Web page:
Gift to Barbara Bates Center Underscores Rich Chapter of Civil Rights and Nursing History
The archives chronicle the city’s first training program for black nurses and a critical chapter in the history of desegregation and civil rights. The school, which resulted from the merger of two hospitals – Mercy Hospital and Fredrick Douglass Hospital – operated from 1895 until 1960.
The Mercy Douglass Alumni Association is in the process of dissolving “mainly because people [are] getting older,” said the group’s attorney, Arnold B. Kogan of Harrisburg. As a nonprofit, Pennsylvania law requires that the Association’s funds go for charitable purposes. “Because of the archives being maintained by the School of Nursing the membership wanted to honor that,” said Kogan. Part of the dissolution involves closing its bank account. The surviving alumni decided to give $10,000 to the Bates Center – comprised of a reading room, hallways of photographs and documents, and a floor-to-ceiling temperature-controlled archive commemorating the history of nursing, nestled into the second floor of Claire M. Fagin Hall.
“When the Bates Center was established some thirty years ago, one of the seminal collections we received was the archives from the Mercy Douglass Hospital Training School,” said Penn Nursing professor Patricia D’Antonio, PhD, RN, FAAN and director of the Bates Center. “Mercy Douglass is one of our most important collections – one of our largest and most used.” Through transcripts, student files, letters of reference, handwritten applications, and photographs, it preserves the experiences of African American nurses. “It documents their lives in the community and their lives after graduation,” said D’Antonio, “It documents experiences of discrimination, of power, of the experience of how change comes about both in nursing and the healthcare system, and how African American nurses as a clinical profession participated in the civil rights movement.”
Hafeeza Anchrum, RN is a fifth-year Penn Nursing PhD student. Her dissertation project is “Nursing, Healthcare and Civil Rights: The Mercy Douglass Hospital & Nurse Training School, 1945-1973.” Mercy Douglass, she said “was very well known. It had an extraordinary reputation.” She described it as an “extraordinary lens to look at civil rights, black women’s labor history, nursing history, and the development of hospitals,” she said. “Black nurses catalyzed the movement for healthcare equality that would later link up with the civil rights movement.”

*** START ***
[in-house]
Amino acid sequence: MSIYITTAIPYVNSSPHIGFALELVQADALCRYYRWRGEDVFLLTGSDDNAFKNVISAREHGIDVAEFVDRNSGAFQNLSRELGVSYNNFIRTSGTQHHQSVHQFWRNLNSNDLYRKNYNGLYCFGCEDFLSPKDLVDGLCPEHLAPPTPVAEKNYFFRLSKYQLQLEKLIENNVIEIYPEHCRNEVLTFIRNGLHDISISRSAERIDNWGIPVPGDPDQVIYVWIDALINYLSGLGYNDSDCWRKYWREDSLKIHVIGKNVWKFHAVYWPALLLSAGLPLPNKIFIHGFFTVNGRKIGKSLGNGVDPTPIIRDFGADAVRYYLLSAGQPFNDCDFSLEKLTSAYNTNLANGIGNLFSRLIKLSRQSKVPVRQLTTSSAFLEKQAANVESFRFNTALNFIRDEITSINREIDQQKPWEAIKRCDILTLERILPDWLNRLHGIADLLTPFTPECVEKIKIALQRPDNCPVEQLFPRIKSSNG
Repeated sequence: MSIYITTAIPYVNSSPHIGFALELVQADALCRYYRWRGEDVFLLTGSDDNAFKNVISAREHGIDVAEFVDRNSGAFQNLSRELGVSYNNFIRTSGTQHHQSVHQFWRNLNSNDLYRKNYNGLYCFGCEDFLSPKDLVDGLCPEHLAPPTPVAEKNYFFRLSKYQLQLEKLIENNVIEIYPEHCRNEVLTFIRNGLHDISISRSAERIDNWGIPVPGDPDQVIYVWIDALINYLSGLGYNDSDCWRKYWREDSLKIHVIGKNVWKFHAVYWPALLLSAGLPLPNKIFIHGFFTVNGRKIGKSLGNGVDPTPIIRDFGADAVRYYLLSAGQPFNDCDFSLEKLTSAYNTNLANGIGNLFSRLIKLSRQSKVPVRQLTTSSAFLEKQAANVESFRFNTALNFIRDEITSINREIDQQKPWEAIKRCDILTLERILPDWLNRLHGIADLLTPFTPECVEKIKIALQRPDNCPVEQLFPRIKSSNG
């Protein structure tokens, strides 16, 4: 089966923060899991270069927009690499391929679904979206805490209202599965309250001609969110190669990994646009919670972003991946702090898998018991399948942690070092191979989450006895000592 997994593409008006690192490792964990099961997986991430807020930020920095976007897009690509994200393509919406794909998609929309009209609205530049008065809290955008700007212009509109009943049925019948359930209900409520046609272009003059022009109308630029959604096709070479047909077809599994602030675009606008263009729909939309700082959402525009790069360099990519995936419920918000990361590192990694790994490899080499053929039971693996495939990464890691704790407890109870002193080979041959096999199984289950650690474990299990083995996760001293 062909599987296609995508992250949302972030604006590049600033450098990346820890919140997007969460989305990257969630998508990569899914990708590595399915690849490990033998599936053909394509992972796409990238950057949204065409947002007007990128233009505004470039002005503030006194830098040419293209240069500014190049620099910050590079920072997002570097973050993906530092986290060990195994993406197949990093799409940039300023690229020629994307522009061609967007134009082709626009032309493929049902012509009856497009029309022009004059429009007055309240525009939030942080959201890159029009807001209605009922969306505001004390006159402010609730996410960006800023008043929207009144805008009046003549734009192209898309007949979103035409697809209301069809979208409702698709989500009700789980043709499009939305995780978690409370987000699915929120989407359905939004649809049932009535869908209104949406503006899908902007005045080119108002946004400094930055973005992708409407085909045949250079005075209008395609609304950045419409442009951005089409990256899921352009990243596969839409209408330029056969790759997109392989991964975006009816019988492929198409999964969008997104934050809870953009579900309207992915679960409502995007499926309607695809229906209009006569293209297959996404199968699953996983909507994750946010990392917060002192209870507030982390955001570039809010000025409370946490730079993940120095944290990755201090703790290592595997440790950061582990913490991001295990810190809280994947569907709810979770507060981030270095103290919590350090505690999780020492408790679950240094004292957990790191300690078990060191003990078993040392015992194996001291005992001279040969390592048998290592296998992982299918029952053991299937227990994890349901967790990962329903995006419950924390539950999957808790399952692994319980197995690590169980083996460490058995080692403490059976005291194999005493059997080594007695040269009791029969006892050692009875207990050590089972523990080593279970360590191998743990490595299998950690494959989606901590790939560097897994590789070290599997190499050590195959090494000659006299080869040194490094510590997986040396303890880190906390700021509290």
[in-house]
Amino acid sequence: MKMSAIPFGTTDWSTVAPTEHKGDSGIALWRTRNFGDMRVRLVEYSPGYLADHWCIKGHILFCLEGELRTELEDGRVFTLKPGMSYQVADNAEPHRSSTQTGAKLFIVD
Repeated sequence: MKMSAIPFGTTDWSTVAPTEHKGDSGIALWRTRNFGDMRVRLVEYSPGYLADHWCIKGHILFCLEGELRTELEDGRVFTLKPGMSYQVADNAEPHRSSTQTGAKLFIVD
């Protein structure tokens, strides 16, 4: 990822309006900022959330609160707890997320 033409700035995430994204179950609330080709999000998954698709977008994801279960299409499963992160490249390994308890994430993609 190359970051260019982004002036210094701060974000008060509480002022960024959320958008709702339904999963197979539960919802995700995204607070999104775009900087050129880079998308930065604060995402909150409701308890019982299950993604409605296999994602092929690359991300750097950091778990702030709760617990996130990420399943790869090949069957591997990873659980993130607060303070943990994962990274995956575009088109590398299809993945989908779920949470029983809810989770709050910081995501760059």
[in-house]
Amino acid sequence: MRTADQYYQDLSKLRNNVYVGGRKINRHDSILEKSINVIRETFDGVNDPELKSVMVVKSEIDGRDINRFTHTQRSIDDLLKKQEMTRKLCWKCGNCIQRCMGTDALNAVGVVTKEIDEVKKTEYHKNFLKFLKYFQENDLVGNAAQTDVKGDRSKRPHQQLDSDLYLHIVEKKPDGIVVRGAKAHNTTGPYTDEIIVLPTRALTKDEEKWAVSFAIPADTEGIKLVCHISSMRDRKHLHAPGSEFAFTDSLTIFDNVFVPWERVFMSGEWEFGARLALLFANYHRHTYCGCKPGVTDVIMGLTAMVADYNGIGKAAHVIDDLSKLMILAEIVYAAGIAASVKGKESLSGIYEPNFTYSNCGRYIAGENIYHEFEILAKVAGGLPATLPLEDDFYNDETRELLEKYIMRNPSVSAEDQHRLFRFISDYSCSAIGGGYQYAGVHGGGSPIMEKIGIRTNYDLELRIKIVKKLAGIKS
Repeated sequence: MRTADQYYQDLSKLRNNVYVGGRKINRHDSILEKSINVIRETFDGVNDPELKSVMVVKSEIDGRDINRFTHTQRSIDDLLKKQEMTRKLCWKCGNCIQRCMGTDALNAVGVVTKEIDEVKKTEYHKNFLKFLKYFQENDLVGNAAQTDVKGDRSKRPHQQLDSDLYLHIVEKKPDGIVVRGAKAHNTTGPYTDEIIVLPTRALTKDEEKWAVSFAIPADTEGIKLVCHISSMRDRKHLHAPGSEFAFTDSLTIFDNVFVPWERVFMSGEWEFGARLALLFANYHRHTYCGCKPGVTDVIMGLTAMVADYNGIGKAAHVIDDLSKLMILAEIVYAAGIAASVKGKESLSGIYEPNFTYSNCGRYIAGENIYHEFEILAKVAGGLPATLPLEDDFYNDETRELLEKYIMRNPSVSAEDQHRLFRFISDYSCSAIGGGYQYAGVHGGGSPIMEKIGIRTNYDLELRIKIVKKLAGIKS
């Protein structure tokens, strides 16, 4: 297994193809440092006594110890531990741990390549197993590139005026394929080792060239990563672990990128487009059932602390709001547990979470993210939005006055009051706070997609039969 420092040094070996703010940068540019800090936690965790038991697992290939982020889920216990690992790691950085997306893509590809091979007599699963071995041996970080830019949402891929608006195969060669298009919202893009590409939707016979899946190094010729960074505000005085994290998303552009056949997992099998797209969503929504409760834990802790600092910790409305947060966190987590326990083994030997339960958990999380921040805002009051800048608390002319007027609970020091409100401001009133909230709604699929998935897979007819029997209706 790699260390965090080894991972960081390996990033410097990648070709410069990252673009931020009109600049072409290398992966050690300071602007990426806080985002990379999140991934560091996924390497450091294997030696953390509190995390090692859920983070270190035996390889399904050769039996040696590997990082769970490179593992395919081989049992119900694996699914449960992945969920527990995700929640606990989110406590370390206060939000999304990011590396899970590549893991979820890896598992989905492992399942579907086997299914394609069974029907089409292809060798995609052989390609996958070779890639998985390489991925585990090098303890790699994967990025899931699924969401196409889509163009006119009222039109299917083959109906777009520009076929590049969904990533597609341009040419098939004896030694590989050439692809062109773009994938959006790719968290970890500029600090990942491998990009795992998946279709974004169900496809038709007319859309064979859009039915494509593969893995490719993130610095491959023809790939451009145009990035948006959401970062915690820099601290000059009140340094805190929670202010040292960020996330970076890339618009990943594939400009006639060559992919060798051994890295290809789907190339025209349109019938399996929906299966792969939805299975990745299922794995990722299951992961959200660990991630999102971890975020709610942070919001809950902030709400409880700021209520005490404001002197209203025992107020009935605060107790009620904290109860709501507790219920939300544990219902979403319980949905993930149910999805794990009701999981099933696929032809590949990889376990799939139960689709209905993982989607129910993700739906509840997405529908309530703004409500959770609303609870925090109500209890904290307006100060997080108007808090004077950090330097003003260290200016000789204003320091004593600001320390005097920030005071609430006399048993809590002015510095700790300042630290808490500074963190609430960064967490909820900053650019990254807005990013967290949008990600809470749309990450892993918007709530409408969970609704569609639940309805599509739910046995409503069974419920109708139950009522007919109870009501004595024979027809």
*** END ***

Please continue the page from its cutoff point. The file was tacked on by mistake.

“Our classes were small,” recalled Elizabeth A. Williams, RN, a 1954 Mercy Douglass graduate originally from Steelton, Pennsylvania and now a Harrisburg resident. “We never had any nurse that graduated from Mercy Douglass have any problems getting hired at the different hospitals in Philadelphia because we were known to be well trained young women.” Williams went on to work as a psychiatric nurse in Philadelphia and then, after initially being rejected by Harrisburg State Hospital, was eventually hired as its first black RN.
On April 23, 2014, the Bates Center hosted a tea to honor the Mercy Douglass Alumni Association. In attendance were 80 guests including 30 Mercy Douglass alumni. “It was a congratulatory tea for us which was just lovely,” said Williams. “The Bates Center honored us for our contribution to the health system.”
Thanks to its alumni, the Mercy Douglass Hospital School of Nursing will live on through its archives at the Bates Center, where generations of scholars will continue to study the rich history of African American nurses and their contributions to civil rights and society.